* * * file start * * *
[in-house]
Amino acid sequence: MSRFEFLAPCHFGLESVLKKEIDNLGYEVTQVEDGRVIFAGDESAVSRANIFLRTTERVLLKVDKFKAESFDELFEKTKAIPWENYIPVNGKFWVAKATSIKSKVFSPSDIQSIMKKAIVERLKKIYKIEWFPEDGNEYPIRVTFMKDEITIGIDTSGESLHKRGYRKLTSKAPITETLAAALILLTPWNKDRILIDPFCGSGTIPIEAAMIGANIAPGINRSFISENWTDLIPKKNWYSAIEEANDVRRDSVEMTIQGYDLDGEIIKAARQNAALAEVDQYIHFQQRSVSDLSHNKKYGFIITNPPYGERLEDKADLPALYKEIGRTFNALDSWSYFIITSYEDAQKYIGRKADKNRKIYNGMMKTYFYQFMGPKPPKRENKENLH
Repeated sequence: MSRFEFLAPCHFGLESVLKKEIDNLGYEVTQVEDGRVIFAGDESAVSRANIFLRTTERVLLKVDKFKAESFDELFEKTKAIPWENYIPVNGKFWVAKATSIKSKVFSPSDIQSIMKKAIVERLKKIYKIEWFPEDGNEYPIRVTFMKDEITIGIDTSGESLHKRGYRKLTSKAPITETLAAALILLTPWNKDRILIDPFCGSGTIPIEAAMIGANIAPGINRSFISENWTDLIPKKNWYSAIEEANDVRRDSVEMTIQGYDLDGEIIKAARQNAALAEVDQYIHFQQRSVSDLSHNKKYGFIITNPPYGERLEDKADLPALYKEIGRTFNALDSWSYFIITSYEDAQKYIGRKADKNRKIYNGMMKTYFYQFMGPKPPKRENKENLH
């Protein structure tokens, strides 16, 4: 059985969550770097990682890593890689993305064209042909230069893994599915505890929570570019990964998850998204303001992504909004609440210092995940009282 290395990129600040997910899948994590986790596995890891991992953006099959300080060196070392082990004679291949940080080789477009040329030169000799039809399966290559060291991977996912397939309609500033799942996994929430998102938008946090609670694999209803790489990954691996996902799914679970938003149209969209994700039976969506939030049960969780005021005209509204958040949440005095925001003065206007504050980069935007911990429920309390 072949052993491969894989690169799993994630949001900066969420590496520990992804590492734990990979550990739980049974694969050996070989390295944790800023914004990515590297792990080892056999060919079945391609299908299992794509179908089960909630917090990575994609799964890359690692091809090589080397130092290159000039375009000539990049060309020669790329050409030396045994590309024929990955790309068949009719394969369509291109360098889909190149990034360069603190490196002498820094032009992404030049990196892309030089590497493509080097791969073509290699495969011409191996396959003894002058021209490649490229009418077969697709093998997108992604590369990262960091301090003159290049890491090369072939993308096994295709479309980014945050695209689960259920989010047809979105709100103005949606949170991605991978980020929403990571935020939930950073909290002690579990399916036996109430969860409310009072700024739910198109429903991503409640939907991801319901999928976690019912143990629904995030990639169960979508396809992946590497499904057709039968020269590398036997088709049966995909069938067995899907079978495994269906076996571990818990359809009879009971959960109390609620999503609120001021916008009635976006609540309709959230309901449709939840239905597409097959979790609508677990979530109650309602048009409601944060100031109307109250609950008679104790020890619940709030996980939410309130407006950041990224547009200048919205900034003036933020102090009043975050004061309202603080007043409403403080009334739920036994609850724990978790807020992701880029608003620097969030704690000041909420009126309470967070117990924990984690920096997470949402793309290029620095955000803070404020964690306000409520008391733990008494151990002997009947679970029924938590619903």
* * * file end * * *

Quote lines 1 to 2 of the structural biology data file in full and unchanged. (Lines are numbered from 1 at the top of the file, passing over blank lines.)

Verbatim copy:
[in-house]
Amino acid sequence: MSRFEFLAPCHFGLESVLKKEIDNLGYEVTQVEDGRVIFAGDESAVSRANIFLRTTERVLLKVDKFKAESFDELFEKTKAIPWENYIPVNGKFWVAKATSIKSKVFSPSDIQSIMKKAIVERLKKIYKIEWFPEDGNEYPIRVTFMKDEITIGIDTSGESLHKRGYRKLTSKAPITETLAAALILLTPWNKDRILIDPFCGSGTIPIEAAMIGANIAPGINRSFISENWTDLIPKKNWYSAIEEANDVRRDSVEMTIQGYDLDGEIIKAARQNAALAEVDQYIHFQQRSVSDLSHNKKYGFIITNPPYGERLEDKADLPALYKEIGRTFNALDSWSYFIITSYEDAQKYIGRKADKNRKIYNGMMKTYFYQFMGPKPPKRENKENLH